Depending on what your goal and patience level is, a very low success rate may not be that bad. While the cost raises, the effort to disperse 10,000 dowels is not much greater than to disperse 1,000. I mean, your already out there and all. And if you can get 5 naturalized patches.... well, that doesn't suck.

Plus some of those will have survived not just by chance, but by strong strain, so you will be creating good patches. These could grow large, possibly even connect and grow exponentially.

Speaking of cost, one would not have to use prepared dowels or balls. Even untreated lumber, cut up into small chunks would work fine. Better perhaps since mushies like that wood glue stuff.

For a patient person, it still might be a good plan. If it works.

#29 Guest_greysRDbest_*

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Posted 14 December 2006 - 01:29 PM

i dont know very much at all about growing mushrooms < but ive been reading> , however i do know alot about finding and ID'ing wild ones. I have successfully "seeded" many woods and areas of my own yard just by throwing out caps of "leftovers"...edibles that didnt make it back to the kitchen in good shape...or specimen i held captive to study under a microscope or take a spore print with. i can honestly say that ive made a woods that never produced lobster mushrooms a lobster mushroom hotspot just by this lowtech method alone. so either way.....spore or mycelial dispersal....i think it will work on some level. good idea bobcat:eusa_clap

#30 TVCasualty

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Posted 14 December 2006 - 06:31 PM

Ok, so no one liked my idea about scattering zillions of spores from a hot air balloon (or whatever) or installing a ring of patches around a targeted habitat, so how about the quick'n'dirty liquid culture method?

I have actually used this method, and posted about it before. It basically consists of floating caps (gills/pores down) in a few gallons of water with a tablespoon of molasses and a pinch of salt mixed in. Soak caps ~8hrs, toss caps in woods, wait overnight, put liquid in garden sprayer and spray suitable habitat. This has worked amazingly well for me with chicken-of-the-woods and an unidentified species of foxfire (that was not an Armillaria sp., which are parasitic), among others. Seems to me that spores of multiple species could be mixed in th bucket- some hardwood and some softwood decomposers so whatever the juice lands on can potentially be colonized.

One thing I just thought of- there needs to be an absolutely precise ID of the species being propagated to avoid the awkward embarassment of accidentally spreading a blight!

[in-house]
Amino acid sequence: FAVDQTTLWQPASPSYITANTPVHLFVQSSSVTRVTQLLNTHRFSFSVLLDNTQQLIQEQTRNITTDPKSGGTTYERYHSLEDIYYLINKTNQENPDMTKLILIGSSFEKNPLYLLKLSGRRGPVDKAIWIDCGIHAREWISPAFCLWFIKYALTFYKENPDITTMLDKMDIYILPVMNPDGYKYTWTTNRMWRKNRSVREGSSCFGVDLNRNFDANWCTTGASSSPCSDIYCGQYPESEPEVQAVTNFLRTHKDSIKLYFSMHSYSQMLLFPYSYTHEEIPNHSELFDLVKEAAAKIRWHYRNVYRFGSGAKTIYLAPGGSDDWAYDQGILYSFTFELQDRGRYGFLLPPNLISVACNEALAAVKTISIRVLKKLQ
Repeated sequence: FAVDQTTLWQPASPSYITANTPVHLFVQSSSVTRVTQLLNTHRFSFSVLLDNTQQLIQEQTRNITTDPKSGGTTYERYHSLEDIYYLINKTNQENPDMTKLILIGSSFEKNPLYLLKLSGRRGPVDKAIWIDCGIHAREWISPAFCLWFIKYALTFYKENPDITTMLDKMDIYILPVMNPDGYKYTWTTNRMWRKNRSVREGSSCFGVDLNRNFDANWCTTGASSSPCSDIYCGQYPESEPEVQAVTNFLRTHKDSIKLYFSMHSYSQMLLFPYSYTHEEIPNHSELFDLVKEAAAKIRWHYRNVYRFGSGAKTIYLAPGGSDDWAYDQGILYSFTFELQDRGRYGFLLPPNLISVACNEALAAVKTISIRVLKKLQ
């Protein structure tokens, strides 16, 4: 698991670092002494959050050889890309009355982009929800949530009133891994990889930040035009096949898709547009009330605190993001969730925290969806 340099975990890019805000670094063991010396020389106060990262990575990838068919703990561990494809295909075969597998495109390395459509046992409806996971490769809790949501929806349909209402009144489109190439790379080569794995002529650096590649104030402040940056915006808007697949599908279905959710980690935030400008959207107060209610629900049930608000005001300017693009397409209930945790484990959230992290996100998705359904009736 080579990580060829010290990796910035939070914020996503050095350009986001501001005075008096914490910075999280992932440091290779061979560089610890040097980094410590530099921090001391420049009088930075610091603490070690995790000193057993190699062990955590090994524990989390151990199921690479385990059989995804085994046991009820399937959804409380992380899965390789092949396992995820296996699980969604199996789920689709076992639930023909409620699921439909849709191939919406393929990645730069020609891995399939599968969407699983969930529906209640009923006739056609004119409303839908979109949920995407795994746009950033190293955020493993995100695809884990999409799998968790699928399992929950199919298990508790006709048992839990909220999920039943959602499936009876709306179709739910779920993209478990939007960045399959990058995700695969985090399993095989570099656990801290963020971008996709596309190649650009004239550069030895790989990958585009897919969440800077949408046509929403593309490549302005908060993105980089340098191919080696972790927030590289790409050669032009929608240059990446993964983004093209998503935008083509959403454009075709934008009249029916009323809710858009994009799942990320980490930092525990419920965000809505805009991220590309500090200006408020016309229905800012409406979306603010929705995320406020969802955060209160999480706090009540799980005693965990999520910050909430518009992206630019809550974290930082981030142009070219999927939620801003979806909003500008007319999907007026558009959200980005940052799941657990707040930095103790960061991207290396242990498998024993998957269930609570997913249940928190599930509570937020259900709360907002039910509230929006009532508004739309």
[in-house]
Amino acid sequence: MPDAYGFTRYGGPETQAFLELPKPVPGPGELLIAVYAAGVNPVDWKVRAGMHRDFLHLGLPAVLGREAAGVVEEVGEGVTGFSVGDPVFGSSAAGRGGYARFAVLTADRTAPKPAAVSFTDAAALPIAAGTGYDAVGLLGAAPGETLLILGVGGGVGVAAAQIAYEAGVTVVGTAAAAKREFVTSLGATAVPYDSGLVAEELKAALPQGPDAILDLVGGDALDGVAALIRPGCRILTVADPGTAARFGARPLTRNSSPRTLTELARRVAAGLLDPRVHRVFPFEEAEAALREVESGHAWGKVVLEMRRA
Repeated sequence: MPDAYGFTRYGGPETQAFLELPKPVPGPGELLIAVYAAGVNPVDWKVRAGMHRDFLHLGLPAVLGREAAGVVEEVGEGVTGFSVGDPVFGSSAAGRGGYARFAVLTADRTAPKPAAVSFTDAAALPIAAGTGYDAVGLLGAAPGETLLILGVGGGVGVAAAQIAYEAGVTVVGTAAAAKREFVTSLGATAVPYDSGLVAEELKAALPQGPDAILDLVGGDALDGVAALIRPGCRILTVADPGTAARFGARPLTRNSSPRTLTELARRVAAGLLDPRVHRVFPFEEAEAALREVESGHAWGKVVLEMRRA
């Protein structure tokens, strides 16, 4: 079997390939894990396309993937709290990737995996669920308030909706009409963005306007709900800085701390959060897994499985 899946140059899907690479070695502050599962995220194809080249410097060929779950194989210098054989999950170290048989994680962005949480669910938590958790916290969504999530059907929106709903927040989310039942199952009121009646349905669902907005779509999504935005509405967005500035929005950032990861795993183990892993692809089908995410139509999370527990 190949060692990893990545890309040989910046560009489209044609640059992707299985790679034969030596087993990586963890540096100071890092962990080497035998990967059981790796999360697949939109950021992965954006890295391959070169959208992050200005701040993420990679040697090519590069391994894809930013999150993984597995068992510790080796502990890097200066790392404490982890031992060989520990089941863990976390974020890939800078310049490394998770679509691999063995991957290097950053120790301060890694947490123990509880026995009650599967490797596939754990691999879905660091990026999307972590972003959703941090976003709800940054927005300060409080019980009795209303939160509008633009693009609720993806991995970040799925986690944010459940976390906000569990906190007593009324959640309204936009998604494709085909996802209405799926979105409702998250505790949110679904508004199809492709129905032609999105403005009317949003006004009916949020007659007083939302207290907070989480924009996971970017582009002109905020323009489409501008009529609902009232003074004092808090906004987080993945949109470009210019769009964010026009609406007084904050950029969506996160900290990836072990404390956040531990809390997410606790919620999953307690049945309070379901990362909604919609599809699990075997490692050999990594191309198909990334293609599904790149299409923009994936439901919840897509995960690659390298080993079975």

Another (final) thought- how about sclerotia? For the species that form them, of course, they might be a great compromise. Stamets even suggested aerial 'bombing' of recently-burned forest with Morel sclerotia to jump-start the area's recovery....

#31 Bobcat

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Posted 14 December 2006 - 06:47 PM

i dont know very much at all about growing mushrooms < but ive been reading>


:eusa_clap :headbang: :eusa_clap

Thanks! Time well spent, btw! Good luck in your future endeavors- hope to see a grow log soon!

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Posted 14 December 2006 - 07:17 PM

i stayed here because it was so informative ,and to be honest everyones so inventive i want to see whats next. i seriously am trying to learn this to transfer this kind of growing to edibles. and teach it to a few other guys like me who have chased the things in the woods for 20 yrs. you have no idea how thrilled some of these ppl would be just to be able to grow a favorite type just maybe in the wintertime when that particular mushroom isnt out for the picking.anyway thanks in advance everyone, ive really read alot of great material here.

#33 Bobcat

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Posted 14 December 2006 - 08:05 PM

Ok, so no one liked my idea about scattering zillions of spores from a hot air balloon (or whatever) or installing a ring of patches around a targeted habitat, so how about the quick'n'dirty liquid culture method?


Sorry, didn't see where you posted this in this thread! ;) Scattering spores is cool and people print shirts and what not to create spore trails. Wouldn't bet on finding a patch created by said spores tho. A ring of patches is a great idea and similar to Stamets' bunker spawn idea (that he goes on to discuss in M.R. after explaining the tek.). This would be similar to that- minus the creation of beds and bulk spawn.